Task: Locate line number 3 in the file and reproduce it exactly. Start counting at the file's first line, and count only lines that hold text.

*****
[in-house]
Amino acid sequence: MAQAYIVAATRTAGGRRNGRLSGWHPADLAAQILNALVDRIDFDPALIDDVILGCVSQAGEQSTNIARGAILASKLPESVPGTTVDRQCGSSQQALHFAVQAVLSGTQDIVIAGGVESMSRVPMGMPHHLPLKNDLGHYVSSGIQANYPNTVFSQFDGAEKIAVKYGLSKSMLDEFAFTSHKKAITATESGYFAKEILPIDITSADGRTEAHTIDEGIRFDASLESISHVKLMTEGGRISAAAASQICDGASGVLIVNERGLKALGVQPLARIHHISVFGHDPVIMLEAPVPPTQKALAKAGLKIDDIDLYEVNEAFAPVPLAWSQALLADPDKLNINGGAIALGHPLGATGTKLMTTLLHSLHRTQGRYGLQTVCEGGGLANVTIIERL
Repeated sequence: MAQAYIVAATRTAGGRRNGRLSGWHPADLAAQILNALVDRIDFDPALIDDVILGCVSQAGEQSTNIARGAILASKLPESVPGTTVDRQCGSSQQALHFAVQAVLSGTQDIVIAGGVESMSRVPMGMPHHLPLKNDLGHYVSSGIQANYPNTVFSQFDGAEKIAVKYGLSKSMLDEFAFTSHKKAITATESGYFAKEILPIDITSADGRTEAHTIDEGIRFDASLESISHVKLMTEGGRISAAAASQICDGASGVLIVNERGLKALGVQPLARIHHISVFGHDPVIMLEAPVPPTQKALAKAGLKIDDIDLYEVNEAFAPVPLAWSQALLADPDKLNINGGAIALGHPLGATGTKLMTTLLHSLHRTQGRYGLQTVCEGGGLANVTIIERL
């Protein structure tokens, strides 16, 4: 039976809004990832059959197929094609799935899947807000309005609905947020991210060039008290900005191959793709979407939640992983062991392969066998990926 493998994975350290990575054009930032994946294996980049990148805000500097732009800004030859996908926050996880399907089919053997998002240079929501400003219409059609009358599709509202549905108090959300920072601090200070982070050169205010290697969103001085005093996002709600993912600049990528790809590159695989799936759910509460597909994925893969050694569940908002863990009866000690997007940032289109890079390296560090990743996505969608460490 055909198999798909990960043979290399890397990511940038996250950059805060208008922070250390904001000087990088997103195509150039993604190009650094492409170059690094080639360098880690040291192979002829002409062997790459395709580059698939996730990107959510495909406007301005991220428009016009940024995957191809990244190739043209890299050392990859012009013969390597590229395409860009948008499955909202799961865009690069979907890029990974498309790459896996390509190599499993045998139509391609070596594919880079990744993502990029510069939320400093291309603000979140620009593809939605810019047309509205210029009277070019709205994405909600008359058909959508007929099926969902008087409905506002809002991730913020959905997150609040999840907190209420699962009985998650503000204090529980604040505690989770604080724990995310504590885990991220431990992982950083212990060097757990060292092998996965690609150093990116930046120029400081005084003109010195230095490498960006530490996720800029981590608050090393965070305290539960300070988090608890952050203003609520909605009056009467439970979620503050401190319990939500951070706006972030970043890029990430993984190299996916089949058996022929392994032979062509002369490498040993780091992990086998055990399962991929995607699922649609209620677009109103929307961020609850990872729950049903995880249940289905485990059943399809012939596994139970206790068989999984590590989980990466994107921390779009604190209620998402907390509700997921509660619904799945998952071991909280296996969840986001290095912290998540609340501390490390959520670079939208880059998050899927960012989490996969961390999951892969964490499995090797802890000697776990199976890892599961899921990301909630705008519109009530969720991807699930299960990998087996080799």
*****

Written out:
Repeated sequence: MAQAYIVAATRTAGGRRNGRLSGWHPADLAAQILNALVDRIDFDPALIDDVILGCVSQAGEQSTNIARGAILASKLPESVPGTTVDRQCGSSQQALHFAVQAVLSGTQDIVIAGGVESMSRVPMGMPHHLPLKNDLGHYVSSGIQANYPNTVFSQFDGAEKIAVKYGLSKSMLDEFAFTSHKKAITATESGYFAKEILPIDITSADGRTEAHTIDEGIRFDASLESISHVKLMTEGGRISAAAASQICDGASGVLIVNERGLKALGVQPLARIHHISVFGHDPVIMLEAPVPPTQKALAKAGLKIDDIDLYEVNEAFAPVPLAWSQALLADPDKLNINGGAIALGHPLGATGTKLMTTLLHSLHRTQGRYGLQTVCEGGGLANVTIIERL